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Who should pay when an airline goes bust?

No airline failures have been remotely as stressful and expensive for UK passengers as the ash-cloud disruption of 2010 when Europe’s skies were closed for almost a week

Simon Calder
Travel Correspondent
Saturday 11 May 2019 13:40 BST
Closedown: the deserted Monarch desk at Birmingham airport in 2017 after the airline’s collapse
Closedown: the deserted Monarch desk at Birmingham airport in 2017 after the airline’s collapse (Simon Calder)

Operation Monarch was a remarkable logistical achievement. After the airline collapsed in October 2017, with debts of almost half a billion pounds, the Civil Aviation Authority (CAA) mounted a rescue mission aimed at bringing every passenger back more or less at the expected time.

The CAA HQ in London’s Kingsway became the base of a “shadow airline”, mimicking the schedules of the defunct carrier.

During the airlift, I spent a day at Birmingham airport meeting returning passengers such as Sam Wood of Cumbria. “For the UK to step up and just repatriate everyone just like that, without us having to pay anything, is amazing,” he said.

Taxpayers may also be amazed that they ended up paying £40.5m to bring back Sam and 85,000 other Monarch passengers from the Mediterranean. Public funds paid £476 for every traveller who was brought back after their holiday (another £230 per person was subsequently reclaimed by the government).

That is why the Airline Insolvency Review was created shortly afterwards – to come up with a plan to avoid the government having to bail out passengers when airlines collapse in future. And this week, Peter Bucks, who chaired it, recommended a levy on passengers to fund a financial protection scheme.

As I said in my evidence to the review, yet another extra cost constitutes a legal sledgehammer to crack a commercial nut.

I have been knocking around long enough to have seen a fair number of airline failures. None have been remotely as stressful and expensive for UK passengers as the ash-cloud disruption of 2010 when Europe’s skies were closed for almost a week.

Mr Bucks’ proposed scheme would not cover these circumstances, unless an airline actually went bust during the shutdown. Nor, incidentally, would the tens of thousands of Jet Airways passengers left stranded in Delhi and Mumbai have benefited. The Indian airline has stopped flying but is still a functioning company, so bankruptcy protection does not apply.

The worst-case scenario envisaged by the review is the failure of a very large airline at a difficult time, typically in the summer peak. I don’t recall that having happened in the past few decades. Monarch went bust in October, and the biggest previous failure, of XL Airways, was in September 2008.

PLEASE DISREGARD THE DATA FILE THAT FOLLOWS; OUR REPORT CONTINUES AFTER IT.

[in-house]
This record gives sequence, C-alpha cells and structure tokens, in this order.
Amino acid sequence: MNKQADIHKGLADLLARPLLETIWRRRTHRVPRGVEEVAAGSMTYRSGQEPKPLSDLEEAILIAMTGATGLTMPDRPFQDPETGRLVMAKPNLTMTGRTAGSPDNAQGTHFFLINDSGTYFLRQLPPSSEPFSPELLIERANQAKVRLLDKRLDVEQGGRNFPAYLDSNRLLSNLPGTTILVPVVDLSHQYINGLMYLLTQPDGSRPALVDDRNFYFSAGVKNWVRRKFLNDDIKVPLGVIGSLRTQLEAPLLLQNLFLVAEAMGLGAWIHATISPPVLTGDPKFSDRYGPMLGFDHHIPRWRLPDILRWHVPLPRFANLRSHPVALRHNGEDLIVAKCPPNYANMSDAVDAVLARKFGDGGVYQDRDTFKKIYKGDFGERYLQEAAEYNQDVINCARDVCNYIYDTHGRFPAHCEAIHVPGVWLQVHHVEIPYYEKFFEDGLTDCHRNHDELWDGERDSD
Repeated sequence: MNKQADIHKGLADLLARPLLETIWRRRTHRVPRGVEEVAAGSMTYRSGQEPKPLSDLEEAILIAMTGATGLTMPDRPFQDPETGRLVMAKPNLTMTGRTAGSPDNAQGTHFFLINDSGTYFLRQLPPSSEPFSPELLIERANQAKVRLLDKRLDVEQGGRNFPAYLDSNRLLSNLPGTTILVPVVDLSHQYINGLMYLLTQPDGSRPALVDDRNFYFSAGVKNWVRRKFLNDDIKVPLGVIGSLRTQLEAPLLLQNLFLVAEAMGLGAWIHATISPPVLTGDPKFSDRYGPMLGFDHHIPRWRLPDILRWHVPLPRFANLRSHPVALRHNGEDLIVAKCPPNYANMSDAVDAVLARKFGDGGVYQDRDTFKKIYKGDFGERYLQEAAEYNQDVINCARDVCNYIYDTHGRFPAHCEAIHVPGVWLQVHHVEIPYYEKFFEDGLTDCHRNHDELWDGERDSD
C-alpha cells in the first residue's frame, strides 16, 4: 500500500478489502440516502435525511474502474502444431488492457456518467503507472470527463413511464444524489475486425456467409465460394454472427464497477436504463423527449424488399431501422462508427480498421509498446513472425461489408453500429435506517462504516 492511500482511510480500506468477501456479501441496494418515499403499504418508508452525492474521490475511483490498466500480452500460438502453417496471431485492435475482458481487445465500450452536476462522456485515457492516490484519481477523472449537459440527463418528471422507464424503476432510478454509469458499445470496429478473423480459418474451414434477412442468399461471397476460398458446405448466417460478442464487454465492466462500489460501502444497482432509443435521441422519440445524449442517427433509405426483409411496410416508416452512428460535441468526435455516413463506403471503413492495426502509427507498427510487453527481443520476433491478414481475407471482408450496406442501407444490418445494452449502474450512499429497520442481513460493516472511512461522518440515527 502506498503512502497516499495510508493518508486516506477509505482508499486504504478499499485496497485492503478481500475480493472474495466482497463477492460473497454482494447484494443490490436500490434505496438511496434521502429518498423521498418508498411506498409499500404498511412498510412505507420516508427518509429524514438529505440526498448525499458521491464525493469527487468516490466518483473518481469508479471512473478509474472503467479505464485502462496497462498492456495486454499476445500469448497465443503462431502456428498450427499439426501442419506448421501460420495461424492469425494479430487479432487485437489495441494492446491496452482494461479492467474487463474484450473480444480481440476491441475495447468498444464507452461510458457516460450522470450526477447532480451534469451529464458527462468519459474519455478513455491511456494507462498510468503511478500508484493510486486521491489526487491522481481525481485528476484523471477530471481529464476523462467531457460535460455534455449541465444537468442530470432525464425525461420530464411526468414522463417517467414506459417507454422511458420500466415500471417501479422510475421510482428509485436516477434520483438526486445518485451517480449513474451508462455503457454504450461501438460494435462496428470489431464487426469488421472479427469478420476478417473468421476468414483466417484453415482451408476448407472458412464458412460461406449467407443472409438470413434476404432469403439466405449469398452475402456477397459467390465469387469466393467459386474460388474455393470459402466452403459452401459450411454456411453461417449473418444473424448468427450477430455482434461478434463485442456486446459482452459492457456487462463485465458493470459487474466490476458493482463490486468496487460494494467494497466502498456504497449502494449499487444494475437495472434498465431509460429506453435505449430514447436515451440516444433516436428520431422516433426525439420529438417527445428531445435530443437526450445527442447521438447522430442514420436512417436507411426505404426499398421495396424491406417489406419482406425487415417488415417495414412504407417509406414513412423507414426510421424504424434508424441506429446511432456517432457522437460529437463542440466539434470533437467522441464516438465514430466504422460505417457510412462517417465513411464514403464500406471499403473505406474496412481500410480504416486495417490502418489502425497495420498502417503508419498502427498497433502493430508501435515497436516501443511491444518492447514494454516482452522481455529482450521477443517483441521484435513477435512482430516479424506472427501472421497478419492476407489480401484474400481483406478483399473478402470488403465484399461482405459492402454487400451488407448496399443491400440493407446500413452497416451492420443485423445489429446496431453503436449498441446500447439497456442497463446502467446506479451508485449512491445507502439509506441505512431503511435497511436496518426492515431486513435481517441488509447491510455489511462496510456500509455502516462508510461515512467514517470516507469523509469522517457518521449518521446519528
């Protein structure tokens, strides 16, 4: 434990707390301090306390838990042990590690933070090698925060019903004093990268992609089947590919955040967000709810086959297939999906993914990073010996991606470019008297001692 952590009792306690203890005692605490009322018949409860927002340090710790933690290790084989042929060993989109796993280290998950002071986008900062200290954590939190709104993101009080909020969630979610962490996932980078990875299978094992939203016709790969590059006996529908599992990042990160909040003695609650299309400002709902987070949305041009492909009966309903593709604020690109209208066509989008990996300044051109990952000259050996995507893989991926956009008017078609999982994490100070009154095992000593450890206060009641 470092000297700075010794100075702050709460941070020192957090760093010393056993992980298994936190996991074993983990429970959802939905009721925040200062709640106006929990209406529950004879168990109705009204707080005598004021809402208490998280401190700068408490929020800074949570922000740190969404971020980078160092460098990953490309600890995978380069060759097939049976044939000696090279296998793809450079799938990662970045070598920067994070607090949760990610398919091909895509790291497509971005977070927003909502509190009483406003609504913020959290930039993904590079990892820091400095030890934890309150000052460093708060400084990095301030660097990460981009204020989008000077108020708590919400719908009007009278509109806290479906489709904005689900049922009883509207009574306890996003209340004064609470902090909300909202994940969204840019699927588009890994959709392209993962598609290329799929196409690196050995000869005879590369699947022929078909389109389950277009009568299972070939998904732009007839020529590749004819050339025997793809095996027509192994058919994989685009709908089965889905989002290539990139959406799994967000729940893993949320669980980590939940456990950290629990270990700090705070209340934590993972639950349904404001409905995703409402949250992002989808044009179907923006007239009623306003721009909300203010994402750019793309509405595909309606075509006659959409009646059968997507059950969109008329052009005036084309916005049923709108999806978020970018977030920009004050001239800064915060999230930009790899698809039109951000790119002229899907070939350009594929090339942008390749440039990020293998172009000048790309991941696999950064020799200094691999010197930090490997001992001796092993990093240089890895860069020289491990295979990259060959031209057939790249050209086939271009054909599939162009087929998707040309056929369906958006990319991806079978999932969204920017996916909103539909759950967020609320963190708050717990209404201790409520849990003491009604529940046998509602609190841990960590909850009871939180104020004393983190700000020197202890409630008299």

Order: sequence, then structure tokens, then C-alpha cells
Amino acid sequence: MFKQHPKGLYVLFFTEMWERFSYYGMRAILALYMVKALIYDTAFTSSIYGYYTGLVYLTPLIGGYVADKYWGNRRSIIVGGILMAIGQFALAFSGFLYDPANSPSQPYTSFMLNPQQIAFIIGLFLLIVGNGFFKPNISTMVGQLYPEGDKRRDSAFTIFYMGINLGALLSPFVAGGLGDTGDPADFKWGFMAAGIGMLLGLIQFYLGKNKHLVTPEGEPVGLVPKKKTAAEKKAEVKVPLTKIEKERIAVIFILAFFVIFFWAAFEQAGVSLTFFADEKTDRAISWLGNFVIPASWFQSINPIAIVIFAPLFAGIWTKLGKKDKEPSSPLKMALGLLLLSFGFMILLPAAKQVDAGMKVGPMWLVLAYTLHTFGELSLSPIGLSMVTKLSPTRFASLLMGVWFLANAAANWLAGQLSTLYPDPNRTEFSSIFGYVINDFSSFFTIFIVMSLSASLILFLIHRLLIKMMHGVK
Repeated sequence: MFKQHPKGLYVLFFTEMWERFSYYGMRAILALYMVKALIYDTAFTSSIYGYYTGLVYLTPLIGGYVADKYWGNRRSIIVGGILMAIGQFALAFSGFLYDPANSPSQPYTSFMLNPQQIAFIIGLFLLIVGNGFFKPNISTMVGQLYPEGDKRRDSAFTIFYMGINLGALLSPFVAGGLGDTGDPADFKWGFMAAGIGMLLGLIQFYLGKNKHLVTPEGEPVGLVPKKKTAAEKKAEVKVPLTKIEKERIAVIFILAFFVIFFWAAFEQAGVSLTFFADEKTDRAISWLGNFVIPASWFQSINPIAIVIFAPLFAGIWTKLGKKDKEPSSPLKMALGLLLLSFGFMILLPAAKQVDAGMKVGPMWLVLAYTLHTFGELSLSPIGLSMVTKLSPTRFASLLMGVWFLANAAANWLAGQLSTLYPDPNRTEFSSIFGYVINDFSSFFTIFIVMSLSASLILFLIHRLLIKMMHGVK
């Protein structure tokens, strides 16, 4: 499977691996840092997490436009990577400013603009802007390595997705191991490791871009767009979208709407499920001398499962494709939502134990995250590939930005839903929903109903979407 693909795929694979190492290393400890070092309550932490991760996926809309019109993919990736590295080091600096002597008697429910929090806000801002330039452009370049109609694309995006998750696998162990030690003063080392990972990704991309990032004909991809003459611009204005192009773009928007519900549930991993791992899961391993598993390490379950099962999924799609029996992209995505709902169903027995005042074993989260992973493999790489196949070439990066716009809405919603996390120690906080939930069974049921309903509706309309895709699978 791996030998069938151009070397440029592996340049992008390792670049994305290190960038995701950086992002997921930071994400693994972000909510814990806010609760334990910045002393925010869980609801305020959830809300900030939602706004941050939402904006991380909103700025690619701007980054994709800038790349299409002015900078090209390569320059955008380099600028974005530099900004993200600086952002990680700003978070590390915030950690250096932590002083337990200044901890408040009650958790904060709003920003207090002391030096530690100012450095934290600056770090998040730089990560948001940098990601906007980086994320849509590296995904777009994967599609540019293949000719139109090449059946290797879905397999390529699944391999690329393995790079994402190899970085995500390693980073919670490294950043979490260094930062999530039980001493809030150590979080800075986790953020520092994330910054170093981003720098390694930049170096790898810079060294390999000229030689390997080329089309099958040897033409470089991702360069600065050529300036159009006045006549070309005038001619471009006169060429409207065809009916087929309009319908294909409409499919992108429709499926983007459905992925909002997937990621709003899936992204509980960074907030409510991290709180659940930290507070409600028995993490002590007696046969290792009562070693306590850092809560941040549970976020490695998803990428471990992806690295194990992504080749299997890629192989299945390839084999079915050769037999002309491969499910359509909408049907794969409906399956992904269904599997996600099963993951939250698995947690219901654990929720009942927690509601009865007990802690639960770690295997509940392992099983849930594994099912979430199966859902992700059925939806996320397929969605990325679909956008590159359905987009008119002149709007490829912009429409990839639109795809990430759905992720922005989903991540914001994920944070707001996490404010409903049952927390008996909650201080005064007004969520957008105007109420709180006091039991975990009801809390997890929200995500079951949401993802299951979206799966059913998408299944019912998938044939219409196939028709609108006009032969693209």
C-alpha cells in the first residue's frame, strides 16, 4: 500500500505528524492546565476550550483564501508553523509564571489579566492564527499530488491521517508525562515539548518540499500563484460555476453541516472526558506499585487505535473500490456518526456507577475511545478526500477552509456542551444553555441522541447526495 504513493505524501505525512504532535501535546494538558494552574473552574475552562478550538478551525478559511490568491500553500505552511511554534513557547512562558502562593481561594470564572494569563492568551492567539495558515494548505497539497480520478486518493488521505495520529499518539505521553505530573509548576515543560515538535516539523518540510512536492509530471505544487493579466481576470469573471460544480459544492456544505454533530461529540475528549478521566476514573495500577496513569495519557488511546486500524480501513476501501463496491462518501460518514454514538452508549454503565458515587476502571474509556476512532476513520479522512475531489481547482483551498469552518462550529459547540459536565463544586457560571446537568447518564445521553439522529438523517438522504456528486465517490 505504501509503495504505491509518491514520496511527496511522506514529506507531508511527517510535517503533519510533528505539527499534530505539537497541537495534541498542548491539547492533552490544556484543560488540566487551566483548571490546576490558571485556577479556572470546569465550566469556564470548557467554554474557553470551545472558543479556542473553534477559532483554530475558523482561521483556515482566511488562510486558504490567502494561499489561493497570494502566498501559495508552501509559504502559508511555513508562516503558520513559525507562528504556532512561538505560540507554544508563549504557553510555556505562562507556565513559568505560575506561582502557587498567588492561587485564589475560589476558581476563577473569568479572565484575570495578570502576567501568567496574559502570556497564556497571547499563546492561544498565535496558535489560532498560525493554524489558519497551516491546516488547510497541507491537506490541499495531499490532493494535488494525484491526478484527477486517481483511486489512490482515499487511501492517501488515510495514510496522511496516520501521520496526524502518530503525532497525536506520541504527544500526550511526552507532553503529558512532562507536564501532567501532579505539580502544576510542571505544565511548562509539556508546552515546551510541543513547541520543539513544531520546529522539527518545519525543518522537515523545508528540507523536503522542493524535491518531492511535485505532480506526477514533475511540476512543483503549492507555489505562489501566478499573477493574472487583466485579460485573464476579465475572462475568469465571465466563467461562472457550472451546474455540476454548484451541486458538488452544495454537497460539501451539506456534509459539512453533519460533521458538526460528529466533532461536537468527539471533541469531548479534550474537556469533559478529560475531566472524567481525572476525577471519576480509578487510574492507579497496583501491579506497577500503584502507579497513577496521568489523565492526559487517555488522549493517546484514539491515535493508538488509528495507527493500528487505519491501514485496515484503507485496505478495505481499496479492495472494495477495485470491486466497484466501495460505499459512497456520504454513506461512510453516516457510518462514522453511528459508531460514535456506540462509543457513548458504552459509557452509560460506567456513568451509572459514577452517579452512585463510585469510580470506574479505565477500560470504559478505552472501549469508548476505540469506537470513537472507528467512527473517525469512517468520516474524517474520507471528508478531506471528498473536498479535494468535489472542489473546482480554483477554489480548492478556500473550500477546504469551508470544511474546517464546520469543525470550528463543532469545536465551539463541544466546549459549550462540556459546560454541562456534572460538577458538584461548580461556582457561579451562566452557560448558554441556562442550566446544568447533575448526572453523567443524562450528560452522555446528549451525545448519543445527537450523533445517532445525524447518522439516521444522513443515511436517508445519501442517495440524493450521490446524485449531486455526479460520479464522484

One peak-season collapse, in 2005, involved EUjet – a small airline. Afterwards, the CAA reported that passengers paid an average of £100 per person (let’s call it £150 in today’s prices) for flights and ground transfers in order to return from their holiday. That looks better value than the £706 per person that the Monarch rescue involved.

But if I am wrong and a big airline does go bust one August, then another of Mr Bucks’ recommendations can come into play: changing bankruptcy laws to keep the airline operating on life support for a couple of extra months until the end of the summer season so that holidaymakers are not left stranded, and allowing many more people to get the holiday they expected.

The costs for rescue flights after the Monarch collapse were so high because planes were “wet-leased” (ie with pilots and cabin crew) from a motley range of airlines: Airbus A320s from Qatar Airlines, an elderly A310 belonging to Air Transat of Canada, and a Boeing 747 in the colours of Wamos, a Spanish carrier that specialises in ad-hoc charters.

Far better to use the bankrupt airline’s planes, and unfortunate flight crew, who by definition had no other plans because they were expecting to fly all summer long.

Keeping an insolvent airline afloat would involve tens or hundreds of millions of pounds. Who picks up the bill? I suggest the beneficiaries.

Each passenger who avails of a flight on the “zombie airline” should have to pay an appropriate fare. Understandably, there would be outrage at the idea of coughing up again for the same trip. But travellers who have paid by credit card or have robust insurance would be able to claim the cost back.

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The review acknowledges that financial protection for air travel is a right old mess. Many passengers are triple-covered for the same risk of failure, by their credit-card firm, travel insurance and Atol. A minority have no cover at all. But in any case “cover” can mean different things.

A family whose holiday is scuppered don’t want the money back, they want the actual trip. If a replacement is available, it is likely to cost much more when an airline has just stopped flying. Again, the zombie airline scenario can limit the damage.

The debate that the Airline Insolvency Review has sparked will, I hope, make travellers think more about the risks they are prepared to accept. But I fear that the Flight Protection Scheme could become yet one more element of confusion.

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